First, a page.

It isn't always possible to determine a single "correct" pronunciation for a word, especially not for a word like this that is obscure and mostly archaic. People may even develop preferences for odd pronunciations that have no obvious basis in anything (e.g. "dais" is commonly pronounced as a disyllable, and apparently has been for a while--see this book from 1869--although it comes from a French monosyllable, and there is no general rule of pronouncing "ai" in two syllables in English).
You referenced the Oxford English Dictionary in the question, but I think it actually has a good discussion of this in its entry for heel, v.1:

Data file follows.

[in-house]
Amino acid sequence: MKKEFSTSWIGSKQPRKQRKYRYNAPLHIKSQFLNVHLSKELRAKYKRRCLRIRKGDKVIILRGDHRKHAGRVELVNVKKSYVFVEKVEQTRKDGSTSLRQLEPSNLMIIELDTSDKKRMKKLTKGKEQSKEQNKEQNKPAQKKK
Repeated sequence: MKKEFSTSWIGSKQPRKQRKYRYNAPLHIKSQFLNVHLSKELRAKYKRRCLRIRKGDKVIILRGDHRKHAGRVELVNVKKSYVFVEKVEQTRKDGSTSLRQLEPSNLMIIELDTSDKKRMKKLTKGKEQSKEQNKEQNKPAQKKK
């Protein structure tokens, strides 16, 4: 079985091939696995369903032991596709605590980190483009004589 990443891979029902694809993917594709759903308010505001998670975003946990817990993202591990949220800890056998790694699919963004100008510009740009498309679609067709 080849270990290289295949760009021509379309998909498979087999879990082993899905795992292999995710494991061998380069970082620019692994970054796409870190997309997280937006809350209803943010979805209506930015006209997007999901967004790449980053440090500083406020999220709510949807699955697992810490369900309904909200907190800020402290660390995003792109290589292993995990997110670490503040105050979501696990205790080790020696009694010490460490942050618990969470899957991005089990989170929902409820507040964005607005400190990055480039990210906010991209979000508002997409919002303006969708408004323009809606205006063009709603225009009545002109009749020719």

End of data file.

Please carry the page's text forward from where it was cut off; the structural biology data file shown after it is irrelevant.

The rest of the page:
The spelling of the word continues to vary considerably in modern use, probably reflecting its limited currency. The spelling heel is very common only in sense 2c, where some folk-etymological association with heel v.3 seems likely.
In form hool perhaps showing an alteration by analogy with whole v. beside heal v.1
The origin of the forms hail and hale, attested in Masonic usage (compare sense 1) from the 18th cent., is unclear. The forms may either originate in regional pronunciations (compare Forms 1 β.), or be due to the influence of Older Scots graphic forms with -ei-, where the postvocalic -i- indicates vowel length (compare reveil v.).
The "long vowel" in modern English that usually corresponds to Old English "e" is /iː/, but as mentioned in the quoted passage, regional variation has existed.